Mars in Three Dimensions

Two days apart, on 2022-11-26 and 2022-11-28, Marco Lorenzi photographed the planet Mars from a rooftop in Singapore. Both photographs were taken around the same Mars local time, but motion of the planet in its orbit changed the perspective as seen from Earth, creating a stereo pair which can be viewed with the cross-eyed method of freeviewing.

Here is my tutorial on cross-eye stereo image viewing from the Solar System Live help file.

Once you do the eyeball/brain magic to fuse the images, Mars will pop out as a sphere floating in space. You’ll notice, on further examination, that the stereo pair is imperfect in that cloud cover around the north and south poles of the planet has subtly changed over the two days, introducing changes unrelated to viewing angle. Note the enormous shield volcano, Olympus Mons, the largest known volcano in the solar system (and twice as high above “sea level” as Mount Everest on Earth), in the upper right of the images.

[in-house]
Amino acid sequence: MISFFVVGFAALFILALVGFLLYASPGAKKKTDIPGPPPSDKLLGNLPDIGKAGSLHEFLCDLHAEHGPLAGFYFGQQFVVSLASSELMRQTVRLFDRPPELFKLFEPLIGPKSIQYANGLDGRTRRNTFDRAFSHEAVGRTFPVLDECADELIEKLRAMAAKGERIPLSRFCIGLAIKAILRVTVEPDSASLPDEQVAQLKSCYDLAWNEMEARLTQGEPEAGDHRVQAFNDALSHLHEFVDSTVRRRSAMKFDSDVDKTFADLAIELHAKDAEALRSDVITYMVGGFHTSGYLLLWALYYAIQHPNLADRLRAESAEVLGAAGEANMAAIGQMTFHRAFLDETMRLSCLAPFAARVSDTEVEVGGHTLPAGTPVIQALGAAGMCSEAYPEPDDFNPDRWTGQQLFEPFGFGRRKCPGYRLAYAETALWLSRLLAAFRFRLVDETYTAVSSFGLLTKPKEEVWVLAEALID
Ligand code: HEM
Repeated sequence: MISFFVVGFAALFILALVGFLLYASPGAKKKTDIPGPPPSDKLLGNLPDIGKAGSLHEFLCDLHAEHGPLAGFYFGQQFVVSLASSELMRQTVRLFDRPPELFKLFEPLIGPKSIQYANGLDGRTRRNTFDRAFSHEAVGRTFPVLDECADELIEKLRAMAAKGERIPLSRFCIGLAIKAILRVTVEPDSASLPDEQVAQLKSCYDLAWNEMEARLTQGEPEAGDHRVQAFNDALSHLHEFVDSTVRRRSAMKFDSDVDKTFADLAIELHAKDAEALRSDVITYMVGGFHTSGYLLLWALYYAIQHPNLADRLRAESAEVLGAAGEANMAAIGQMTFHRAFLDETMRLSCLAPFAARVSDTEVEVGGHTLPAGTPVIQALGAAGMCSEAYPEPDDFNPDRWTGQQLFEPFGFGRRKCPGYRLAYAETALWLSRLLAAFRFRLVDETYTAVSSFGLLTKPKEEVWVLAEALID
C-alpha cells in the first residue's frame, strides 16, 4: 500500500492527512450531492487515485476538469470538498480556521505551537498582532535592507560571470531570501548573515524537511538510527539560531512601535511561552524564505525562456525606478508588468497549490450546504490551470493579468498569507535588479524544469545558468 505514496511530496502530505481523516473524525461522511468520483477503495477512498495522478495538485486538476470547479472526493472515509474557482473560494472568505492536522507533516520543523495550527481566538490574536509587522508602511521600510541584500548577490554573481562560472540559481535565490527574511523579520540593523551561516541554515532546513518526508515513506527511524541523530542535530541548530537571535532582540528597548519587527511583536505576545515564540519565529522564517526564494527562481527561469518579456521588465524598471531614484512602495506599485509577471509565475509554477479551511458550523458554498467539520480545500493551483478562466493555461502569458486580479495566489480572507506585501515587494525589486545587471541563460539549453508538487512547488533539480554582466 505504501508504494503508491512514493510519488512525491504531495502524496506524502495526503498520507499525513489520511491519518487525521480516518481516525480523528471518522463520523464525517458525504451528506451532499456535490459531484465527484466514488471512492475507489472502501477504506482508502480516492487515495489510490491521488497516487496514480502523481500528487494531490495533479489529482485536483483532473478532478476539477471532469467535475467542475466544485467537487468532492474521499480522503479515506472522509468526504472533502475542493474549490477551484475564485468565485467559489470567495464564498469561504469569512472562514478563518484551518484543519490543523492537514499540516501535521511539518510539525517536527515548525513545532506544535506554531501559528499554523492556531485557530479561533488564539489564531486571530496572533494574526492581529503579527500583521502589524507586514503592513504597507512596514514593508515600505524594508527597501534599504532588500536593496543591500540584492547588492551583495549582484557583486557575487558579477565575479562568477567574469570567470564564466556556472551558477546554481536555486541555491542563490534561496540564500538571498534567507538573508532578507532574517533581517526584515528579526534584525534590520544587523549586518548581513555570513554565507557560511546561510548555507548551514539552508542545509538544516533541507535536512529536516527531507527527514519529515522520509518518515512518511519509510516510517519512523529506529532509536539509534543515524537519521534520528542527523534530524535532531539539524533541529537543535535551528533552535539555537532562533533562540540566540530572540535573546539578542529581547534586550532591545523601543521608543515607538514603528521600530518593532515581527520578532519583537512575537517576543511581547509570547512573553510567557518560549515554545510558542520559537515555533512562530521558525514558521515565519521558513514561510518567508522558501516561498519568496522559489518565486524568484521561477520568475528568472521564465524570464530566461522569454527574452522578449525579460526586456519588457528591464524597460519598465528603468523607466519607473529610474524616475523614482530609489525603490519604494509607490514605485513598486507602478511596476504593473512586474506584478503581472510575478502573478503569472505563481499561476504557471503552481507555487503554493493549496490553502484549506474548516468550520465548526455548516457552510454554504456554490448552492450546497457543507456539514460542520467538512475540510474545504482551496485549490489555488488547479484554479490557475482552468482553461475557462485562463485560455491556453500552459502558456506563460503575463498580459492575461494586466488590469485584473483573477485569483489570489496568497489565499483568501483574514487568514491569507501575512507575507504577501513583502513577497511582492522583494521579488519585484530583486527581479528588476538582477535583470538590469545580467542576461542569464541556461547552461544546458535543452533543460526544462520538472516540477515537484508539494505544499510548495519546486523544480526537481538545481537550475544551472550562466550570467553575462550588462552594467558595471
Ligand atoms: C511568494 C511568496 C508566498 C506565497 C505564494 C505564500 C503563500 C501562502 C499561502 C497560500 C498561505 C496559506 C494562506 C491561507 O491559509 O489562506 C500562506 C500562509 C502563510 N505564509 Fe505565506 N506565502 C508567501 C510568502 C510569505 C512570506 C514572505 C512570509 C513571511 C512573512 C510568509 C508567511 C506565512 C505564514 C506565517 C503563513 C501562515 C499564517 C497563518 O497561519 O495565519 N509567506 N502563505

This stereo pair was Astronomy Picture of the Day for 2022-12-03.

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That was very helpful. Bringing a finger into view for just a few seconds was enough.

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